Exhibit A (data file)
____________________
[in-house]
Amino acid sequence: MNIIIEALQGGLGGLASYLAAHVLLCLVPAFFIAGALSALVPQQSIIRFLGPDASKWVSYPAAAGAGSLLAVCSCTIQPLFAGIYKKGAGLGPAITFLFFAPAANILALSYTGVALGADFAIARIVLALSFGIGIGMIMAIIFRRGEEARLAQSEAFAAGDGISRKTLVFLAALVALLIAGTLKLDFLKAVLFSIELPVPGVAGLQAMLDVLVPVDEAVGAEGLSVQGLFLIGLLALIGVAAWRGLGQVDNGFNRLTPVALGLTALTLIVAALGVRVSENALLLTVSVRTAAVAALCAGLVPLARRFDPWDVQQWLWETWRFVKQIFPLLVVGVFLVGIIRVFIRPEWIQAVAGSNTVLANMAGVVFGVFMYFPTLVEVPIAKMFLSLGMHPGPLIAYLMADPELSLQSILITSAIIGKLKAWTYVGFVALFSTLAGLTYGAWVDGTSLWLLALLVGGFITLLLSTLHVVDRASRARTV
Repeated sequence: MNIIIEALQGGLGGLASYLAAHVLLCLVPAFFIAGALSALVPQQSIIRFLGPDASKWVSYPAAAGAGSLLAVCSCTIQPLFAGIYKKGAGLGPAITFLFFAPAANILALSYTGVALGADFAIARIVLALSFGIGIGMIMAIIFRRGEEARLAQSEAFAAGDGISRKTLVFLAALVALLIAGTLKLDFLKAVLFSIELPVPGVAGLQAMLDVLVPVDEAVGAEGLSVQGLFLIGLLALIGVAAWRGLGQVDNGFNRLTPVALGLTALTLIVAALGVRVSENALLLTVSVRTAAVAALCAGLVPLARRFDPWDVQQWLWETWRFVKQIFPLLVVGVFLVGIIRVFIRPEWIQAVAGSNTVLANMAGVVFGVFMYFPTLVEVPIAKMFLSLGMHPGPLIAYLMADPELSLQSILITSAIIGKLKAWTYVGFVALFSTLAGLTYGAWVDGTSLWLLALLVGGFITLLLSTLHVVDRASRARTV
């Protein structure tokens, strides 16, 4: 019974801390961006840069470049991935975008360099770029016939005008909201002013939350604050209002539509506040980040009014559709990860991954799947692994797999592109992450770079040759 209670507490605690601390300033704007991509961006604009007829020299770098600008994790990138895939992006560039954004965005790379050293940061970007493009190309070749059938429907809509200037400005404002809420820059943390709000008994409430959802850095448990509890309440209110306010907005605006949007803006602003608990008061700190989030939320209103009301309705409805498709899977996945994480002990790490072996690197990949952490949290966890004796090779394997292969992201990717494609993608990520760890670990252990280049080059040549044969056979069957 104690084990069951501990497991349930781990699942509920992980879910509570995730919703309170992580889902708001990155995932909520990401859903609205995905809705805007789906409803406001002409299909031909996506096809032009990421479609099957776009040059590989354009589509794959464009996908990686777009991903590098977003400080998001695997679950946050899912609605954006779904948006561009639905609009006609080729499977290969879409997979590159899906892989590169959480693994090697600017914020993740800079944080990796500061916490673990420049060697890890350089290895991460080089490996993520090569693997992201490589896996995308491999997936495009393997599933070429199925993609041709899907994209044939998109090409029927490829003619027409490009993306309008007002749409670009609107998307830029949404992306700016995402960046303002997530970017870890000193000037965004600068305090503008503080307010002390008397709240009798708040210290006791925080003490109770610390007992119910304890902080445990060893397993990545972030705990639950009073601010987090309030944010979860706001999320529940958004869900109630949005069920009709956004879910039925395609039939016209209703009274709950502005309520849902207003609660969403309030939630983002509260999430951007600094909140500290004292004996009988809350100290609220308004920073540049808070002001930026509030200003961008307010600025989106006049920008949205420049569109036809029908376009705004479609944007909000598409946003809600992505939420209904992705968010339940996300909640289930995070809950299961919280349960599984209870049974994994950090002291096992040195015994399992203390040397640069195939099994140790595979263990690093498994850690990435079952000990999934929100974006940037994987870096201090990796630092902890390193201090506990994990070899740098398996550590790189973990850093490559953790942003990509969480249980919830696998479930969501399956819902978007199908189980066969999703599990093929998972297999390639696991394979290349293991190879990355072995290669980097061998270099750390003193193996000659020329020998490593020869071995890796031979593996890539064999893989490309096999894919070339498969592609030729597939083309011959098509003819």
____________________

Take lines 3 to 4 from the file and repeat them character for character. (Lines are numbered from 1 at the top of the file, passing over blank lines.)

Repeated sequence: MNIIIEALQGGLGGLASYLAAHVLLCLVPAFFIAGALSALVPQQSIIRFLGPDASKWVSYPAAAGAGSLLAVCSCTIQPLFAGIYKKGAGLGPAITFLFFAPAANILALSYTGVALGADFAIARIVLALSFGIGIGMIMAIIFRRGEEARLAQSEAFAAGDGISRKTLVFLAALVALLIAGTLKLDFLKAVLFSIELPVPGVAGLQAMLDVLVPVDEAVGAEGLSVQGLFLIGLLALIGVAAWRGLGQVDNGFNRLTPVALGLTALTLIVAALGVRVSENALLLTVSVRTAAVAALCAGLVPLARRFDPWDVQQWLWETWRFVKQIFPLLVVGVFLVGIIRVFIRPEWIQAVAGSNTVLANMAGVVFGVFMYFPTLVEVPIAKMFLSLGMHPGPLIAYLMADPELSLQSILITSAIIGKLKAWTYVGFVALFSTLAGLTYGAWVDGTSLWLLALLVGGFITLLLSTLHVVDRASRARTV
């Protein structure tokens, strides 16, 4: 019974801390961006840069470049991935975008360099770029016939005008909201002013939350604050209002539509506040980040009014559709990860991954799947692994797999592109992450770079040759 209670507490605690601390300033704007991509961006604009007829020299770098600008994790990138895939992006560039954004965005790379050293940061970007493009190309070749059938429907809509200037400005404002809420820059943390709000008994409430959802850095448990509890309440209110306010907005605006949007803006602003608990008061700190989030939320209103009301309705409805498709899977996945994480002990790490072996690197990949952490949290966890004796090779394997292969992201990717494609993608990520760890670990252990280049080059040549044969056979069957 104690084990069951501990497991349930781990699942509920992980879910509570995730919703309170992580889902708001990155995932909520990401859903609205995905809705805007789906409803406001002409299909031909996506096809032009990421479609099957776009040059590989354009589509794959464009996908990686777009991903590098977003400080998001695997679950946050899912609605954006779904948006561009639905609009006609080729499977290969879409997979590159899906892989590169959480693994090697600017914020993740800079944080990796500061916490673990420049060697890890350089290895991460080089490996993520090569693997992201490589896996995308491999997936495009393997599933070429199925993609041709899907994209044939998109090409029927490829003619027409490009993306309008007002749409670009609107998307830029949404992306700016995402960046303002997530970017870890000193000037965004600068305090503008503080307010002390008397709240009798708040210290006791925080003490109770610390007992119910304890902080445990060893397993990545972030705990639950009073601010987090309030944010979860706001999320529940958004869900109630949005069920009709956004879910039925395609039939016209209703009274709950502005309520849902207003609660969403309030939630983002509260999430951007600094909140500290004292004996009988809350100290609220308004920073540049808070002001930026509030200003961008307010600025989106006049920008949205420049569109036809029908376009705004479609944007909000598409946003809600992505939420209904992705968010339940996300909640289930995070809950299961919280349960599984209870049974994994950090002291096992040195015994399992203390040397640069195939099994140790595979263990690093498994850690990435079952000990999934929100974006940037994987870096201090990796630092902890390193201090506990994990070899740098398996550590790189973990850093490559953790942003990509969480249980919830696998479930969501399956819902978007199908189980066969999703599990093929998972297999390639696991394979290349293991190879990355072995290669980097061998270099750390003193193996000659020329020998490593020869071995890796031979593996890539064999893989490309096999894919070339498969592609030729597939083309011959098509003819």